When I was 16, my grandfather pulled me aside at a family gathering in Rhode Island.
My grandfather, then in his late-70s, explained to me that when he was growing up, his father was an alcoholic. Over the course of his childhood, my grandfather witnessed the whole gamut of domestic abuse and violence that can result from the abuse of alcohol. Thus, at a very young age, my grandfather made the decision never to drink.
My grandfather’s life wasn’t easy. He worked 10-hour shifts in mills as a very young child, working the massive looms in dreary, noisy conditions. As a young man, he entered the Air Force, beating the odds in the skies over Europe in World War II. As an adult, he married my grandmother and raised a large family while working long hours to create his American dream.
Through it all, he didn’t drink a drop of alcohol.
And on that summer day when I was 16, my grandfather asked me to do the same. It seemed like an easy decision to make, and it’s been one of the best choices I ever made.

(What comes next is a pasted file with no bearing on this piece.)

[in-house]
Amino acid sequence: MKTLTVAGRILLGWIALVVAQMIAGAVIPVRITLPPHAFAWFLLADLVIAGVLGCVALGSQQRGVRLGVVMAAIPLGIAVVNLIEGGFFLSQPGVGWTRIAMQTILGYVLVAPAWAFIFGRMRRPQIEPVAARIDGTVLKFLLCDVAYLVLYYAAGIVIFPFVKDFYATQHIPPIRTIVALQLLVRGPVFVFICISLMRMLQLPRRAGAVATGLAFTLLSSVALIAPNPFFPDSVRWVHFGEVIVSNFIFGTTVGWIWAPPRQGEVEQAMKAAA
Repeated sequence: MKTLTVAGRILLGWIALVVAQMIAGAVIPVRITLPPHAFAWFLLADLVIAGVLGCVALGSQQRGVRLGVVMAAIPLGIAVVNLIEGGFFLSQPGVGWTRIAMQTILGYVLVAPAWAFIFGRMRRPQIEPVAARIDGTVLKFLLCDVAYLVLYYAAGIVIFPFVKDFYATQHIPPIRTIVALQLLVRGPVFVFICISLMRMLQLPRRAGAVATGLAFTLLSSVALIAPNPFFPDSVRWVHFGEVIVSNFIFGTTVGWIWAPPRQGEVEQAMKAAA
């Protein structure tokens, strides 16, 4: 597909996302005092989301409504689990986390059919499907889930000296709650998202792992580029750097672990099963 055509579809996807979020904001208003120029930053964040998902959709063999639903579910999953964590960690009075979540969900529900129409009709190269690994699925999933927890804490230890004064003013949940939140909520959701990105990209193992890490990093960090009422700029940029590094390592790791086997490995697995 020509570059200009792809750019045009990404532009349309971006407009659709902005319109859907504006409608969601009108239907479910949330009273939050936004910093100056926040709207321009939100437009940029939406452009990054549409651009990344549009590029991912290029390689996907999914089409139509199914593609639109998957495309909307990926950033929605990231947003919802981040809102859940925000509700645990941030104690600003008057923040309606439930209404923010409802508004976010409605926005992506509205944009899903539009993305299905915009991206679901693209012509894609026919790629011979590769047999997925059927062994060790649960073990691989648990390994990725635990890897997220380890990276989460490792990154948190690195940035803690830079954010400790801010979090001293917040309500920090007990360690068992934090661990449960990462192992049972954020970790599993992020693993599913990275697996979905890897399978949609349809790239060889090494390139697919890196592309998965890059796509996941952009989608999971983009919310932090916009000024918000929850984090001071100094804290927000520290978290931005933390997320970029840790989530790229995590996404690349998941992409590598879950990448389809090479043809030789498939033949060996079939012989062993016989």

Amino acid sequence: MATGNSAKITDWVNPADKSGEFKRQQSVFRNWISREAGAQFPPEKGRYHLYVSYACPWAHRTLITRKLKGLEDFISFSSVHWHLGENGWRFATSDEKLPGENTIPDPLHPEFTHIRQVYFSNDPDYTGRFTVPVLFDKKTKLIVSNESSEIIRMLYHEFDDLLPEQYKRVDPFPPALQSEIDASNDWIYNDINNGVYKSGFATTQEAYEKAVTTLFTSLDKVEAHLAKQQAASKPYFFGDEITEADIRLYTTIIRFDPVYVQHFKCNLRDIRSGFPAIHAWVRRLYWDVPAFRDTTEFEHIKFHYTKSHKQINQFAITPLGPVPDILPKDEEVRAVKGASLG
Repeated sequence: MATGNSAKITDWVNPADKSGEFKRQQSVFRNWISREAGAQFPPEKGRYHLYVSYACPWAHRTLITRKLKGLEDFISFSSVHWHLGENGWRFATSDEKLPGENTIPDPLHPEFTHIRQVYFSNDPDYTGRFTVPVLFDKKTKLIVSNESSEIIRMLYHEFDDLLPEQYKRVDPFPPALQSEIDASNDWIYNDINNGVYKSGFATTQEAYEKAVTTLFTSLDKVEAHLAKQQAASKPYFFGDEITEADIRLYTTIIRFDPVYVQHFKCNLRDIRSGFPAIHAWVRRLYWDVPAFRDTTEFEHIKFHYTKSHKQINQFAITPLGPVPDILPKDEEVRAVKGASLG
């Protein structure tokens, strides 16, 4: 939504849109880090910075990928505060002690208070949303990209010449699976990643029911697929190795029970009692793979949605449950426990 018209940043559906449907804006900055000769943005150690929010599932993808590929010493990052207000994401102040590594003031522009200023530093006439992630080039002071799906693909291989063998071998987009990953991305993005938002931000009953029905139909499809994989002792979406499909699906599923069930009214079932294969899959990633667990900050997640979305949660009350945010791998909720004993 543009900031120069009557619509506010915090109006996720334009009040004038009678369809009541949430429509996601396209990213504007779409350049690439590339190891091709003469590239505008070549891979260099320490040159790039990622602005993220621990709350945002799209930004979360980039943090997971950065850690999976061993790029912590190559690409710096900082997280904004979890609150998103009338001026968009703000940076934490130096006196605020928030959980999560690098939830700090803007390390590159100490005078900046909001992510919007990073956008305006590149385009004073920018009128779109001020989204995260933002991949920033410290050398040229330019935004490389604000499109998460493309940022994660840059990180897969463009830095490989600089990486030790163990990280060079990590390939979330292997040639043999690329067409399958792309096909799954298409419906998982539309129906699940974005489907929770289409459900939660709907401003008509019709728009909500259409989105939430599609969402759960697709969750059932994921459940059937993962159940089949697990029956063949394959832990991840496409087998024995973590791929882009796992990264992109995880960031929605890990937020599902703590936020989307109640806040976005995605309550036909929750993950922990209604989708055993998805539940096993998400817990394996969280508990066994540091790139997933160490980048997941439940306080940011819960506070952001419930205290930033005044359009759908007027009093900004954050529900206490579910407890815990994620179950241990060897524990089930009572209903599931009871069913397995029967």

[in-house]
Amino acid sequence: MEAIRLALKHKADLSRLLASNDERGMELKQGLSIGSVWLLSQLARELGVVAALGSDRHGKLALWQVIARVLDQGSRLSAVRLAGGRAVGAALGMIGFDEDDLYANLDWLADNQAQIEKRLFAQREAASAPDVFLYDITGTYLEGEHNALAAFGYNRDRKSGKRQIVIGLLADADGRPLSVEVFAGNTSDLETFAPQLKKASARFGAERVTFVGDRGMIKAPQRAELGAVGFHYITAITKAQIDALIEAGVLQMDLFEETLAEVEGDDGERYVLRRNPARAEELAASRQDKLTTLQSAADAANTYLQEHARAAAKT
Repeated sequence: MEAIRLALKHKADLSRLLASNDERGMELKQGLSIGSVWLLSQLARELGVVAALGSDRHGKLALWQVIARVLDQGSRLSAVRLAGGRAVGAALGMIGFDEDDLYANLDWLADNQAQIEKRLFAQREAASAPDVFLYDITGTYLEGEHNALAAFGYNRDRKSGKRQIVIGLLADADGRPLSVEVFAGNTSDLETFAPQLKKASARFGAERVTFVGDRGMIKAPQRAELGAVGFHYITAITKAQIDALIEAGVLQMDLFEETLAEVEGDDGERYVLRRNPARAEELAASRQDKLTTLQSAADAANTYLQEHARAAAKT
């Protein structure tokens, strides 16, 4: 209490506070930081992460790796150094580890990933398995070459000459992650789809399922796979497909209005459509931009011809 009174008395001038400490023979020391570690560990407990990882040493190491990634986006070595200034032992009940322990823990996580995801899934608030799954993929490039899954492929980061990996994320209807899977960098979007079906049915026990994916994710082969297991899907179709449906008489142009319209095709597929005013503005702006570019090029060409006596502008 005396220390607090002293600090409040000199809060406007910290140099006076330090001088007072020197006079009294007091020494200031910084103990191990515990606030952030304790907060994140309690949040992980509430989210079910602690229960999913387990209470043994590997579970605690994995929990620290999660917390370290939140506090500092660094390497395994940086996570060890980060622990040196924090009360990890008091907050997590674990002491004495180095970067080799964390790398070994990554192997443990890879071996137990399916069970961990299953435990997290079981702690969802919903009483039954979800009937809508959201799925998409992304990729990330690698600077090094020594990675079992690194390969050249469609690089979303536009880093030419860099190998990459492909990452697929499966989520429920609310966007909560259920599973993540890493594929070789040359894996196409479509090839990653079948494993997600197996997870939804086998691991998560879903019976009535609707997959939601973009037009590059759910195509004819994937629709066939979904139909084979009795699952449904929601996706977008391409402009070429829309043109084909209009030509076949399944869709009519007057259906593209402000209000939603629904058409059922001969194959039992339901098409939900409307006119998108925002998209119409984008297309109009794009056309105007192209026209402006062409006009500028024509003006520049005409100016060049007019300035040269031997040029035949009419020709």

I don’t know if alcoholism is in my genes, but I do know that abstaining from alcohol has it’s benefits: my wallet is fuller, my liver is cleaner, my belly is slimmer and my mind is clearer. It has also helped me forge a different path – a path that I love and enjoy. While many of my friends were partying in college, I was doing yoga, reading, meditating and exercising.
Of course, that’s not to say that everyone who drinks is abusive, unhealthy or overweight; certainly, a drink or two every now and then can be a good thing for many people. It’s just not my path.
It’s also interesting to watch how people react when I tell them I don’t drink alcohol. Often times, people take my choice not to drink very personally – as though it’s a moral judgment about their lifestyle. It’s not. It’s a choice I made about my life, not theirs.
In a gay culture that is often centered around alcohol and partying, in this instance, I prefer to take the scenic route rather than the highway.